WM alumni describes gritty details of fighting on COVID-19 front lines


Courtesy of *Carlita Nelson

Watkins Mill alumni works at White Oak Medical Center, fighting against COVID-19.

There’s a great sense of urgency in the air, and chaos throughout the halls. Doctors have tried everything, but the patient’s oxygen levels just won’t rise. A young nurse paces around the room anxiously, wondering why there was nothing more she could do. No, this isn’t an episode of the latest season of Grey’s Anatomy. This is real life. It’s happening every day.

Carlita Nelson* is a Watkins Mill graduate and registered nurse who, for the last year, has been working in the COVID-19 department at White Oak Medical Center.

“I was working in the [intermediate care unit] when the pandemic first hit us last February,” Nelson said. “It would later be turned into the coronavirus department, because it was the only section of the hospital with negative pressure rooms, which prevent the spread of airborne diseases.”

Nelson expressed how the pandemic exhausted her mental health and affected a lot of people negatively. “A lot of my coworkers quit. Many of my associates already have backup plans in case they leave as well,” she said.

“I go days without eating, [and] nights without sleeping,” She continued, “If I could describe it all in one word it would be ‘fatigue.’ Fatigue of seeing people die all around me. You just get really tired of it all.”

At the start of the pandemic, there was a shortage of many essential medical equipment such as N95 masks, and respirators that could filter out 95% of airborne particles.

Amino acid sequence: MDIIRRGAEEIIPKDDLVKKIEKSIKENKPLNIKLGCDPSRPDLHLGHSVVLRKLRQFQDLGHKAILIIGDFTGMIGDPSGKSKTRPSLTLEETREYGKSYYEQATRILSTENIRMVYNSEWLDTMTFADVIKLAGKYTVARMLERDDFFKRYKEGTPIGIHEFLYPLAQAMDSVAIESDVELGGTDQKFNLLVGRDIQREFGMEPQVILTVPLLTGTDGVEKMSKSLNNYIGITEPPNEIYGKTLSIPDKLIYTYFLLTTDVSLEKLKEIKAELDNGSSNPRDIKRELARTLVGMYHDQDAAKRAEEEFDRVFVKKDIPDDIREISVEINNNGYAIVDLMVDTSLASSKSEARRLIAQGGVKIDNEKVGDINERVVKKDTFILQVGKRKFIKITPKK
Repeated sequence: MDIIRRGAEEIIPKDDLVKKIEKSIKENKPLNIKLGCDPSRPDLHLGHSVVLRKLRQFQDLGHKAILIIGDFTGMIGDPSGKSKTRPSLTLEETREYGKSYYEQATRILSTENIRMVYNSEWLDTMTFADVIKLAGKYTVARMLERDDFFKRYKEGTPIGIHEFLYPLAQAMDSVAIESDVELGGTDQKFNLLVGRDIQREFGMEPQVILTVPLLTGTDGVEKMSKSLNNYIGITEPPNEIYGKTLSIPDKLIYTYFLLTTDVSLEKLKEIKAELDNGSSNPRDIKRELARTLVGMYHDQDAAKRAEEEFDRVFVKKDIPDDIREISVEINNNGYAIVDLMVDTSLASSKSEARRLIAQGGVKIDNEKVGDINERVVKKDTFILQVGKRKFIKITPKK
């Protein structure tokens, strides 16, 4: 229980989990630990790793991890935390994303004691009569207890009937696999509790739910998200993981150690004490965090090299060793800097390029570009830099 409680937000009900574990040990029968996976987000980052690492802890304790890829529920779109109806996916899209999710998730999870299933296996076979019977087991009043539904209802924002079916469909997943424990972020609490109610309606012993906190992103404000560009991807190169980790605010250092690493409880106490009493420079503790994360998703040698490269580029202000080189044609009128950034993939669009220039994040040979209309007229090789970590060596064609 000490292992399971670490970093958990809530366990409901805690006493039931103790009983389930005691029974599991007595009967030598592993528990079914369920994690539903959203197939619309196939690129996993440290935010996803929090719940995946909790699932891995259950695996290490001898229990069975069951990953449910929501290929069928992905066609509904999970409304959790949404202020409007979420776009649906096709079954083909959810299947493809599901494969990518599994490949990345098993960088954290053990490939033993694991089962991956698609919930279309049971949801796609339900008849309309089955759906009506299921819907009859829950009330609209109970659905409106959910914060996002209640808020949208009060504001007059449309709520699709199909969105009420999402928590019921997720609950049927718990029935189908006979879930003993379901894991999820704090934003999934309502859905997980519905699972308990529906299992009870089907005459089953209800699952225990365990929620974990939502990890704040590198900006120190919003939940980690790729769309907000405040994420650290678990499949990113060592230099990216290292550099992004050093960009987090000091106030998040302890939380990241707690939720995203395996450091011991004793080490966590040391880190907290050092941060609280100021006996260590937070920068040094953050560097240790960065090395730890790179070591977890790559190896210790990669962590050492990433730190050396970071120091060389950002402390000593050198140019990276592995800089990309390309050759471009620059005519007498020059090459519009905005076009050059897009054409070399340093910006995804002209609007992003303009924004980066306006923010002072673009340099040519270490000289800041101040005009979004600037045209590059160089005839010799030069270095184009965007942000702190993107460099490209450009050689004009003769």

“The masks are supposed to only be used one time, but because of the shortage, we would only have one [mask] for the entire day,” Nelson added. “We were actually running out at one point, so the hospital would collect all the masks and have them sanitized for reuse.”

Oftentimes nurses did not have the proper protection which led to many contracting the disease themselves. “It just felt like we were unprepared and had no help. It really exposed a lot of incompetence in the industry,” Nelson said.

Nelson recalled the start of the pandemic as “frightening.” “It really started hitting us early in March. I actually had the first COVID patient on our floor. Our manager called everyone into a room and said ‘This is something that’s scary, but it’s going to be here for a while.’ One thing I appreciated is how she tried to alleviate our fear,” Nelson added.

Nelson recounted a general unease in the air. “We didn’t know what this was or how it spread. I remember being so terrified.”

Nelson described the months that followed as “horrible.” “Rules were changing every day. First, they told us to vent patients ASAP, then it changed to [venting patients] as late as possible. At first we were told to give patients hydroxychloroquine, then studies came out proving this actually wasn’t helping.”

“Even the way we had to wear our masks was changing by the day,” said Nelson, “‘Wear it this way. Actually no, wear it that way.’ Still the most tragic part was seeing people die; it’s hard seeing people as they circle the drain.”

Nelson made it clear that there was no distinction in who was contracting the disease. “We had people in their 20s and 30s, and people in their 80s and 90s, all suffering from the exact same disease. It’s very tiring to take care of patients [who] look like they’re drowning because they can’t breathe. A lot of people reach their end stage with COVID quickly; it can overwhelm the body fast.”

One thing Nelson expressed is how frustrating and helpless the whole situation has made her feel. “Every day on my way to work I’m hearing more depressing news on the radio about how COVID was hurting the country and I know there’s nothing more I can do,” Nelson said.